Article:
Construction of a four-lane road with a median, sidewalks, and bike lanes along Steele Creek Road (NC Highway 160) between Shopton Road West and South Tryon Street is planned as part of the North Carolina State Transportation Improvement Program. Right-of-way acquisition and utility relocation is scheduled to begin in 2020, and construction is scheduled for 2022 and 2023. See Highway 160 Projects Approved by FHWA. Additionally, in October 2016 NCDOT announced that it is recommending funding to widen Highway 160 from South Tryon Street to the South Carolina state line on the same schedule as that part north of South Tryon Street. See NCDOT Recommends Funding to Widen Hwy 160 to State Line

Alternate Funding and Adjacent Projects

When private development occurs, the developers typically are required to provide road improvements, which may include road widening, curbs, sidewalks, and left turn lanes. CNIP staff will coordinate with developers to ensure that improvements they make are consistent with the goals of the CNIP projects. Additionally, if private funding pays for some infrastructure improvements that would have been part of CNIP, funds may be freed up to add additional projects to the CNIP list.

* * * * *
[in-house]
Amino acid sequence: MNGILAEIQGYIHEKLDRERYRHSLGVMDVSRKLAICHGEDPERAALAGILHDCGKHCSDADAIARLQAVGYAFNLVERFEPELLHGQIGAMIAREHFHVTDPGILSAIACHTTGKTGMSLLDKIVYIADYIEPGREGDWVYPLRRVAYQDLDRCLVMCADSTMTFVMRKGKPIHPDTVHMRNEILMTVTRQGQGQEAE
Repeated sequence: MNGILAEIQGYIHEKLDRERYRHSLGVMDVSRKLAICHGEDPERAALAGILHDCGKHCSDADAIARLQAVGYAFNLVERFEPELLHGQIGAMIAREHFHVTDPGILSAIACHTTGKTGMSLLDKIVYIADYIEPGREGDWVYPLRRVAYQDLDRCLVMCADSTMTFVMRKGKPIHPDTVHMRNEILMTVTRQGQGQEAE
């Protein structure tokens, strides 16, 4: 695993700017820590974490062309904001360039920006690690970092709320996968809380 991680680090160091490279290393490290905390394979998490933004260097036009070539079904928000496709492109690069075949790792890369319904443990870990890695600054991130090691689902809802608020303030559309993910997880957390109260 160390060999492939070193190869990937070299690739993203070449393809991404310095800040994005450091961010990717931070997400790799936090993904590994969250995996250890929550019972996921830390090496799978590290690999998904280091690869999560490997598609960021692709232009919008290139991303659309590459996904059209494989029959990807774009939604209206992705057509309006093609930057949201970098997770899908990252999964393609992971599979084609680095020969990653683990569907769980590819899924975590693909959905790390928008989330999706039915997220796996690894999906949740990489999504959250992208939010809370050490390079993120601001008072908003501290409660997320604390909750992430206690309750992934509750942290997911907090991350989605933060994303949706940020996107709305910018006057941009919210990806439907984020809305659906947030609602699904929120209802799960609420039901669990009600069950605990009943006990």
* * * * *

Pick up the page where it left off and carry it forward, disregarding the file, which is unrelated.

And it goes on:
Apartments are under construction at the corner of Sandy Porter Road and Brown-Grier Road. Developers will be required to contribute to road and sidewalk improvements on adjacent streets. The city also recently announced a project to build some sidewalks on Brown-Griers Road and Gallant Lane between adjacent neighborhoods and schools. (See Sidewalks Planned on Brown-Grier Road and Gallant Lane (April 7, 2015.) These will be coordinated with CNIP projects planned along Brown-Grier Road and Sandy Porter Road.

Comprehensive Neighborhood Improvement Program Overview